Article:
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Nightlife

Stephanie Satie's multiple-character one person show is a provocative examination of who we are based on our particular ethnic heritage and background. The play, which is based both on the author's experiences as a teacher of English as a second language and on her own sometimes painful search for her cultural identity, definitely has it's moments.

Satie, a veteran actress who clearly knows how to command a stage, gives a compelling performance as herself and as a myriad of characters, including Armenians, Russians (of both sexes), Iranians, and Jews. There is the passive Jilla, who is subjected to physical abuse by her unenlightened husband; the embittered Farideh, who has suffered personally from the incredible political chaos of her homeland; the bullish Boris, who attempts to intimidate the rest of the class; the optimistic Ninel (Lenin spelled backwards), who lives by scrubbing floors at the local McDonald's; the opportunistic Larissa, who marries solely for advantage; and the others, all who have come to America seeking the promise of a richer and better life. Like the generations before them, they must experience all the hardships of life in a new country where the majority of people are different than they. One walks out of the theatre with the sense that Satie has rendered them all with confidence and precision, and with careful attention to the various dialects, giving us clear insights into the personal struggles of each of these people.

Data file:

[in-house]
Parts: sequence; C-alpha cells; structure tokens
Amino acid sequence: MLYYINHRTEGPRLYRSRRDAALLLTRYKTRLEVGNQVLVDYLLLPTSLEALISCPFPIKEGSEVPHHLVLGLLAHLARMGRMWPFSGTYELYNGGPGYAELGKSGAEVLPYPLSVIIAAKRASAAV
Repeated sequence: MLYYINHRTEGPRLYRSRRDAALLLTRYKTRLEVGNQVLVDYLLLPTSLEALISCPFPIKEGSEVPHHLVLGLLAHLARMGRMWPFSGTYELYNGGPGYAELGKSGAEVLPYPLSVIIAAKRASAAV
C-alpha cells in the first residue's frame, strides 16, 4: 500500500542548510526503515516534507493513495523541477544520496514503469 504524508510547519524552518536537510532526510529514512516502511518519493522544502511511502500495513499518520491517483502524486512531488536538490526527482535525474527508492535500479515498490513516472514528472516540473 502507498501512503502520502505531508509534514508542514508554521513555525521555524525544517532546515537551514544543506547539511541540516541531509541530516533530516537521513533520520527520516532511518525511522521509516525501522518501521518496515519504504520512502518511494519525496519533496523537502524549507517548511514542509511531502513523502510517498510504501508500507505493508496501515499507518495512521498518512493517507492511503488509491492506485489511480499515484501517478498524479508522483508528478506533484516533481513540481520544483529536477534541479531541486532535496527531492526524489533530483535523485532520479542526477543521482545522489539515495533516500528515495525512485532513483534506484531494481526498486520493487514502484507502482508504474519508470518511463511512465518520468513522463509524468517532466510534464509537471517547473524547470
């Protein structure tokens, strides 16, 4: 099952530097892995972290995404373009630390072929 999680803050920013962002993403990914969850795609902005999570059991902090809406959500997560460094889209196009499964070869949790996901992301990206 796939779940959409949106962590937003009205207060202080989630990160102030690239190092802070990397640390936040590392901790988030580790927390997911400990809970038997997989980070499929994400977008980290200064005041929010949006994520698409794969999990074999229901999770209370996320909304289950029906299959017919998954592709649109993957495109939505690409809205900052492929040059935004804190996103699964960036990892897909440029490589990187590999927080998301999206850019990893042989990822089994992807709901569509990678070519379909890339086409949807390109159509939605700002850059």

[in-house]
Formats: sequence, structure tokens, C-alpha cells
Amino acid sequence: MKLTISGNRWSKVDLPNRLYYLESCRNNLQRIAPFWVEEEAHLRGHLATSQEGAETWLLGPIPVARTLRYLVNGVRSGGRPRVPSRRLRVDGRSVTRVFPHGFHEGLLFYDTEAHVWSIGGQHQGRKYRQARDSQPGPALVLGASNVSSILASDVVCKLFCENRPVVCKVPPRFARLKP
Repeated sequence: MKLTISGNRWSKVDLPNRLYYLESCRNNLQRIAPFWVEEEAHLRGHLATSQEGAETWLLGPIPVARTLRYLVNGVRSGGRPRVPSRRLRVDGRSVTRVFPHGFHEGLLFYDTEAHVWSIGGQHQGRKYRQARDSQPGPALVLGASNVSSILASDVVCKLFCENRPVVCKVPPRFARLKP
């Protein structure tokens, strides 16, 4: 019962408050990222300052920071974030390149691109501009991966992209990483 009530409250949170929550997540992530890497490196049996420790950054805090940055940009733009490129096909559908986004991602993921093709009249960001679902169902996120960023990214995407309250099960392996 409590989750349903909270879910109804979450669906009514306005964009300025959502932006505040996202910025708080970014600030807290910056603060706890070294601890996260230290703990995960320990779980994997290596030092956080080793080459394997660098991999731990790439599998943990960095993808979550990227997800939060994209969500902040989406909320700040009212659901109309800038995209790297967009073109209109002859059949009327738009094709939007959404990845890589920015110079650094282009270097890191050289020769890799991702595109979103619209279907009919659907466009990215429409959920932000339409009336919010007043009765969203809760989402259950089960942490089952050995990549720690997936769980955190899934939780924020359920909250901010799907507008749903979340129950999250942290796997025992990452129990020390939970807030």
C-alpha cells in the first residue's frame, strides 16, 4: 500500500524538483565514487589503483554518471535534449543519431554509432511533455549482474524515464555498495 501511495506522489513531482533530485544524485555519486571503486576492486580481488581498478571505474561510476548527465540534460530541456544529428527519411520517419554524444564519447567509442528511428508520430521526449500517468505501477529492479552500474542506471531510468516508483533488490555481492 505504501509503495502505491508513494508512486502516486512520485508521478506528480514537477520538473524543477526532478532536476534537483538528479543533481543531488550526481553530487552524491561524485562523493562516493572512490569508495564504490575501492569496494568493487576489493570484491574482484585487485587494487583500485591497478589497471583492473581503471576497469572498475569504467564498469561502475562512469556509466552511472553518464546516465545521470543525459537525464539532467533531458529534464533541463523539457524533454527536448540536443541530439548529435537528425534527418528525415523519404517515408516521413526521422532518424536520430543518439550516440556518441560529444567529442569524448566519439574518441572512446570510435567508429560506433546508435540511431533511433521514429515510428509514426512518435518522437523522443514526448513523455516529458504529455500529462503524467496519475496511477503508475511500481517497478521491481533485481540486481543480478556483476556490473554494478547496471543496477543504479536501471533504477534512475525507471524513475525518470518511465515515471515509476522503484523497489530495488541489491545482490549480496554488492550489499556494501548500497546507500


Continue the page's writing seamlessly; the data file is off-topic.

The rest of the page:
Satie's personal struggle with her heritage is woven seamlessly into the stories of the students. She tells us how, after many years, she has come to grips with the negativity of her ancestors and their neurotic rejection of their Jewishness by affirming this legacy in her own consciousness. It is an uplifting account of a woman's search for her identity.

Refugees is a satisfying look at people too often neglected in the theater, portrayed by an actor who has an abundance of charisma. Under Anita Khandazian's careful direction, Satie has us in the palm of her hand from the beginning until the lights come up at the end. May her tribe increase.

-T.S.Kerrigan